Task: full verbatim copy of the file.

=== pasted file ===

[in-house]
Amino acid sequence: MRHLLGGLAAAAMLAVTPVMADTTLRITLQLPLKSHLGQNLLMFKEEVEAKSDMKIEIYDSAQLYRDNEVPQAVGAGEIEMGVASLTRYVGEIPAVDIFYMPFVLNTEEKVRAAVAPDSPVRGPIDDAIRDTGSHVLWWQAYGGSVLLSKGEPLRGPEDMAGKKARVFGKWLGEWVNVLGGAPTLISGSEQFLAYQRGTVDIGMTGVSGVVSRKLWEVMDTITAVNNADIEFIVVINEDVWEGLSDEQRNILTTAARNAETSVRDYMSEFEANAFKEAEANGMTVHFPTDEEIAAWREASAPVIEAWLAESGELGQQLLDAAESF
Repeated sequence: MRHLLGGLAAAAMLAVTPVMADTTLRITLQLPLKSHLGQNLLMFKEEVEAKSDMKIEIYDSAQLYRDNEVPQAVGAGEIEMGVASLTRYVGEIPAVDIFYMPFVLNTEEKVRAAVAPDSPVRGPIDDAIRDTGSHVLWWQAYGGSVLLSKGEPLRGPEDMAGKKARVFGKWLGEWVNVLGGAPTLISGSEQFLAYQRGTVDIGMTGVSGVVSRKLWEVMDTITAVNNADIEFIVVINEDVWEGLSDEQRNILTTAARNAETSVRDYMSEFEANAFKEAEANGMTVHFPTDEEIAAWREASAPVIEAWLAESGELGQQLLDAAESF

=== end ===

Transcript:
[in-house]
Amino acid sequence: MRHLLGGLAAAAMLAVTPVMADTTLRITLQLPLKSHLGQNLLMFKEEVEAKSDMKIEIYDSAQLYRDNEVPQAVGAGEIEMGVASLTRYVGEIPAVDIFYMPFVLNTEEKVRAAVAPDSPVRGPIDDAIRDTGSHVLWWQAYGGSVLLSKGEPLRGPEDMAGKKARVFGKWLGEWVNVLGGAPTLISGSEQFLAYQRGTVDIGMTGVSGVVSRKLWEVMDTITAVNNADIEFIVVINEDVWEGLSDEQRNILTTAARNAETSVRDYMSEFEANAFKEAEANGMTVHFPTDEEIAAWREASAPVIEAWLAESGELGQQLLDAAESF
Repeated sequence: MRHLLGGLAAAAMLAVTPVMADTTLRITLQLPLKSHLGQNLLMFKEEVEAKSDMKIEIYDSAQLYRDNEVPQAVGAGEIEMGVASLTRYVGEIPAVDIFYMPFVLNTEEKVRAAVAPDSPVRGPIDDAIRDTGSHVLWWQAYGGSVLLSKGEPLRGPEDMAGKKARVFGKWLGEWVNVLGGAPTLISGSEQFLAYQRGTVDIGMTGVSGVVSRKLWEVMDTITAVNNADIEFIVVINEDVWEGLSDEQRNILTTAARNAETSVRDYMSEFEANAFKEAEANGMTVHFPTDEEIAAWREASAPVIEAWLAESGELGQQLLDAAESF